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Working with a Recruiter – A few things candidates should know

If you haven’t worked with a professional recruiter before you may be wondering “what’s the catch?” or “will I be charged for this?” the first time you hear from one of us. Of course this is a business and we do get paid for our work. However, reputable recruiters will only charge their clients for their services, never the candidates.

For Direct Hire, fees generally range from 15% to 30% of a candidate’s yearly base salary depending on the position, market demand and negotiating prowess of the sales person but 20% is a fairly standard fee in today’s market. The client’s fees are almost always paid out of a different bucket than salaries. Generally a client sets aside a budget for recruiting efforts, this money might be spent towards hiring internal recruiters or internal job posting costs, bill boards, etc. or they may choose to spend some of that money on hiring external recruiters. Having a recruiter represent you almost never means that you will be offered less money or are less likely to get the job.

For Contract Hires, fees are built into the hourly rate and the profit margin usually ranges between 15%-25% of the hourly rate although can drop below 10% depending on the volume. Beware of layering. Much of the contract staffing business these days gets sent out to sub vendors, who may then send it on to sub-sub vendors. This can cut into your hourly rate and decreases your leverage with your employer as they have nothing to actually win or lose with the end client.

It is important for candidates to understand that the client pays the bill but the recruiter doesn’t get paid until she fills the job. so rather than thinking that the recruiter works for either the client or the candidate I think it is fair to say, a recruiter works for the fill. I think it is also good to know that our average recruiter makes some form of contact with between 300-400 candidates a month but places only 2-3 people a month. Most of the candidates and jobs a recruiter works with will not go anywhere, such is the nature of the business.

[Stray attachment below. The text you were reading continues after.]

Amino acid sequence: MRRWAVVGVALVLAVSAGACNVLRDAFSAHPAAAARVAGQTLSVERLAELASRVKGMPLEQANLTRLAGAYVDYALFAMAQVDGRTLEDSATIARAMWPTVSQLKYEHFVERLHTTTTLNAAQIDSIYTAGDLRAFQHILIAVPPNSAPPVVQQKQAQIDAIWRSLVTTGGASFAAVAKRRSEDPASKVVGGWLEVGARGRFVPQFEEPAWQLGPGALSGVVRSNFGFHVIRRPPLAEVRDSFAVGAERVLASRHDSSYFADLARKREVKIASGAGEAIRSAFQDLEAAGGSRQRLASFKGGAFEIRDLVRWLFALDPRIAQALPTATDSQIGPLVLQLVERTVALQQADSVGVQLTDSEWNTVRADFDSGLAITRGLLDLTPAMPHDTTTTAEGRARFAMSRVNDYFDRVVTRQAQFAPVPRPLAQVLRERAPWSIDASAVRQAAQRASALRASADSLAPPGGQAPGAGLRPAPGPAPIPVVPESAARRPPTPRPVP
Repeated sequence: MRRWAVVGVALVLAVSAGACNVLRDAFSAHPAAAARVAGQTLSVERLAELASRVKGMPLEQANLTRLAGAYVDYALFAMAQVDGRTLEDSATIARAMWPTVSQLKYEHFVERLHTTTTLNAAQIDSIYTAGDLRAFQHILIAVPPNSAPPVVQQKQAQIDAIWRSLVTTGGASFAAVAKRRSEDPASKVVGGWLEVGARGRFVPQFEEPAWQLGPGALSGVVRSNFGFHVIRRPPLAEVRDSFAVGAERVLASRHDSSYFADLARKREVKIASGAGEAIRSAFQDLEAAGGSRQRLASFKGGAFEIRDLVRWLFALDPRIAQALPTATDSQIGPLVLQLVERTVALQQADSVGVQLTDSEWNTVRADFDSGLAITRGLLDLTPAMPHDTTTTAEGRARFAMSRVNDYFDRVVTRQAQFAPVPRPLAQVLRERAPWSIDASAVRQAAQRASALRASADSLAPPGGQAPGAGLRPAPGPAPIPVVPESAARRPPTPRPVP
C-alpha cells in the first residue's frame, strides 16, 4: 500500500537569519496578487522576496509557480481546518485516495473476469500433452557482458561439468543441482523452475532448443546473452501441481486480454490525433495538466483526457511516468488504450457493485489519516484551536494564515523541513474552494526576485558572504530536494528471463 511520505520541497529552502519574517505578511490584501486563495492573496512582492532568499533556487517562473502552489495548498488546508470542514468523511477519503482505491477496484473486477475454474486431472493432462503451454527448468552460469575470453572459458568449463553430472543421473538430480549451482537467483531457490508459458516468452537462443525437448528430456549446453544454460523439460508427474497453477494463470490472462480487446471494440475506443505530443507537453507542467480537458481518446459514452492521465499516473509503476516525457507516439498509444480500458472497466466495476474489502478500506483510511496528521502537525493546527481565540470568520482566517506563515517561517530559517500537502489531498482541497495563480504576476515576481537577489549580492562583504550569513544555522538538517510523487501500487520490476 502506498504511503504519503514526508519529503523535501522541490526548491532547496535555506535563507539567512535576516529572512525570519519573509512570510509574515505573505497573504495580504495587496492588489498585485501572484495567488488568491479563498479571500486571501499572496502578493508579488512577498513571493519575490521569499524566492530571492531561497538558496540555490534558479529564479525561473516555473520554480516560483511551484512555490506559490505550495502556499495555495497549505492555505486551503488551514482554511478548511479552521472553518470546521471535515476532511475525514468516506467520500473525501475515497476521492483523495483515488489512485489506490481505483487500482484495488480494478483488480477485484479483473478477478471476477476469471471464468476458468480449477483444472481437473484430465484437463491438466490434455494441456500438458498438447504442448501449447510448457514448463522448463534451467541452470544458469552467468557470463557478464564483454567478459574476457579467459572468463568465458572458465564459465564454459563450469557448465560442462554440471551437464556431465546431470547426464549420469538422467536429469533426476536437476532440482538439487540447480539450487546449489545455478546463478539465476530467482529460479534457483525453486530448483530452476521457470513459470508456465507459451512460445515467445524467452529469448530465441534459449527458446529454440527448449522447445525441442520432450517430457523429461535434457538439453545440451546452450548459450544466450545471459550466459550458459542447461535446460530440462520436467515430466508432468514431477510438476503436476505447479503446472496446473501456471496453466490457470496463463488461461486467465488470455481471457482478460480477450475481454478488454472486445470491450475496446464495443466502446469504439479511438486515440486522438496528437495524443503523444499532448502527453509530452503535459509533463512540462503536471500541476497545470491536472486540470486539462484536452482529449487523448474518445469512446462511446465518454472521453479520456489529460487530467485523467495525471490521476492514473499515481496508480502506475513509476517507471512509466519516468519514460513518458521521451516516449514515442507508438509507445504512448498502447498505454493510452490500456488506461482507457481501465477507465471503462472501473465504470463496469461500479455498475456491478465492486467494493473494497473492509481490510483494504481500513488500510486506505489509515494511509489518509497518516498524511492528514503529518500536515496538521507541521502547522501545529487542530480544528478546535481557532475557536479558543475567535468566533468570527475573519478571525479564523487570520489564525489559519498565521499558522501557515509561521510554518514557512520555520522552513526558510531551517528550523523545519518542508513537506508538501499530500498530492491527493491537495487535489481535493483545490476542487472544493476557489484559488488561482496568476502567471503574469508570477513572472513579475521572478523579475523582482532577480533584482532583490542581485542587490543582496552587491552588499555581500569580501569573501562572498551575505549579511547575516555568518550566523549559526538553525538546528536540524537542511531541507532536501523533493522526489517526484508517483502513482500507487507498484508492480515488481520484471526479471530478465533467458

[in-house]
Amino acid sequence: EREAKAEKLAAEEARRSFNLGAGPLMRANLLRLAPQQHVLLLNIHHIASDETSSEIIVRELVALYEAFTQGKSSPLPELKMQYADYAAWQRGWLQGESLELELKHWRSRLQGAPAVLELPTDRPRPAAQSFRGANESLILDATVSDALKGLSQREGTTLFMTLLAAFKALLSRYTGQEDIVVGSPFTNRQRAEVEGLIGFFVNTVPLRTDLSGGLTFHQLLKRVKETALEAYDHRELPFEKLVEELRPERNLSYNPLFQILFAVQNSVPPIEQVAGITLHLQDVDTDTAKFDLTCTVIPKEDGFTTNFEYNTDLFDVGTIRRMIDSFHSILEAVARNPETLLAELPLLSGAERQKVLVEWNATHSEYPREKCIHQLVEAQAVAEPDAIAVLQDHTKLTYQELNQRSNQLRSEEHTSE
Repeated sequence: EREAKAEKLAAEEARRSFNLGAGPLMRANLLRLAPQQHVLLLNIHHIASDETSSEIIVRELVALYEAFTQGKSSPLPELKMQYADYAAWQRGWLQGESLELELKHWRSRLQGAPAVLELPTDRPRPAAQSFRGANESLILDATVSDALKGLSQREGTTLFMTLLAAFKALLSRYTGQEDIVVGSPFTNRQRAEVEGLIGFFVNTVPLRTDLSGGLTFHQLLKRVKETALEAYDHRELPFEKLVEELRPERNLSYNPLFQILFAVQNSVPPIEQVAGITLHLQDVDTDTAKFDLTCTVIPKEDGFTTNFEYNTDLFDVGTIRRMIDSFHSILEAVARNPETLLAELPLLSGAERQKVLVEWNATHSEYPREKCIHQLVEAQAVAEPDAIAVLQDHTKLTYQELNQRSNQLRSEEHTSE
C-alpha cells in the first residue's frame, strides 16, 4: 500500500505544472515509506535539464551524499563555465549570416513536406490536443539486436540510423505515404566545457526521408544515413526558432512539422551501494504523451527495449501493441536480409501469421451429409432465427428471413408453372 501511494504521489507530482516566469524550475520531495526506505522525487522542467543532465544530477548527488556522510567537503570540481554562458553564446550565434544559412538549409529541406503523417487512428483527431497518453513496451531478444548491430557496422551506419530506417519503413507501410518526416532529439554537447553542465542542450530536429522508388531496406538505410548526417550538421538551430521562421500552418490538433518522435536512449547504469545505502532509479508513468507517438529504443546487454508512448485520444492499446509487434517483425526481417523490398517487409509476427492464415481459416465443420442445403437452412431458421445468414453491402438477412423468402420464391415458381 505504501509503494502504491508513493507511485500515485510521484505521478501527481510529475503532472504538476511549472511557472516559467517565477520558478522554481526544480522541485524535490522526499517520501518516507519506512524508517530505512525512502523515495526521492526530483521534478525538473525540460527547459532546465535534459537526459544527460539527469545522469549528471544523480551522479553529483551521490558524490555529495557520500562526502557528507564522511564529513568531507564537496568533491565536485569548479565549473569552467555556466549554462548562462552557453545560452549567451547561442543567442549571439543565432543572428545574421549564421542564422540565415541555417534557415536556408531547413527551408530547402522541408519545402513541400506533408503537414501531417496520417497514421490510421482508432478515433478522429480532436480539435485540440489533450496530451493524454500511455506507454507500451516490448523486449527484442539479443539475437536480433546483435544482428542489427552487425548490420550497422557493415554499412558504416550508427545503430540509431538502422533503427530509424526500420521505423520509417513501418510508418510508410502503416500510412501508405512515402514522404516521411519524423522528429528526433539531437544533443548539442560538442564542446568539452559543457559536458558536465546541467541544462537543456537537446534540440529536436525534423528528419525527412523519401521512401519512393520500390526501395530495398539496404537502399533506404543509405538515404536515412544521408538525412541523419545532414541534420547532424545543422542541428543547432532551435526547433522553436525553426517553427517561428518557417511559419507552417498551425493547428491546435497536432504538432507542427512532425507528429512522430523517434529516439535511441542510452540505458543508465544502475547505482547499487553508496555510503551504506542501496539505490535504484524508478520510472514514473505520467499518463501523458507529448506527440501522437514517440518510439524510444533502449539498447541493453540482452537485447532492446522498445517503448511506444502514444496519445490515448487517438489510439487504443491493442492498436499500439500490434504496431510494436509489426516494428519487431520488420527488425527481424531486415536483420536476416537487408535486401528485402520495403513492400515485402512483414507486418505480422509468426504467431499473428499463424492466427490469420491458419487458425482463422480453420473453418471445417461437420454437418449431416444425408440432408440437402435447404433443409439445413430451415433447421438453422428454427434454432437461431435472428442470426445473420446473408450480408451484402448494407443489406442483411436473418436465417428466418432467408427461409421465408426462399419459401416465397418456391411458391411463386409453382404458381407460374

Sometimes this has lead people to feel that recruiters are mercenary hacks with no follow through skills. The truth is, some are, and it can be hard to deliver and receive so much bad news over the course of a month and still keep your head up. Honestly, would you like to look for a job for a living? But there are good recruiters out there and here is how you will recognize them.

Good recruiters have learned how to juggle the reality while still providing excellent service. a good recruiter will set your expectations as best they can. For example, some clients will not provide detailed feedback due to EEO liability concerns, others give feedback promptly and freely, while others will interview and then passive aggressively avoid providing the negative feedback. It the job search, no news is bad news. if you haven’t heard anything in a reasonable amount of time it usually is not good news, unless you are prepared for a long process beforehand.

There are a lot of recruiters out there that are not working directly with their client and others who just don’t know how to ask good questions. good recruiters have a direct relationship with the client. They are knowledgeable about their client and the job they are working. if they don’t know something they will attempt to get the information.

Some recruiters are very much closed about their client information. I find this mostly to be because they either don’t know anything about the client or they are afraid the candidates will attempt to circumvent them and submit themselves directly to the client in the mistaken belief that this will increase their chances or being placed. the reality is more candidates get lost in the black whole of the human resources department than ever circumvent a recruiter. Remember that to the hiring managers, by the time the position has gone to an external recruiter, it is usually because human resources has already tried and failed to fill the job.

You should expect your recruiter to:

  • Know their clients and their jobs
  • Be free with information about their clients
  • Be up front about challenges
  • Provide both positive and negative feedback whenever possible
  • Make their best effort to close the deal

As a candidate a recruiter should expect you to:

  • Provide honest communication about your interest and other prospects
  • Provide honest disclosure of salary and work history
  • Keep your recruiter in the loop with new developments at the client
  • Respect their time and efforts
  • Ultimately make the best decision for you and your family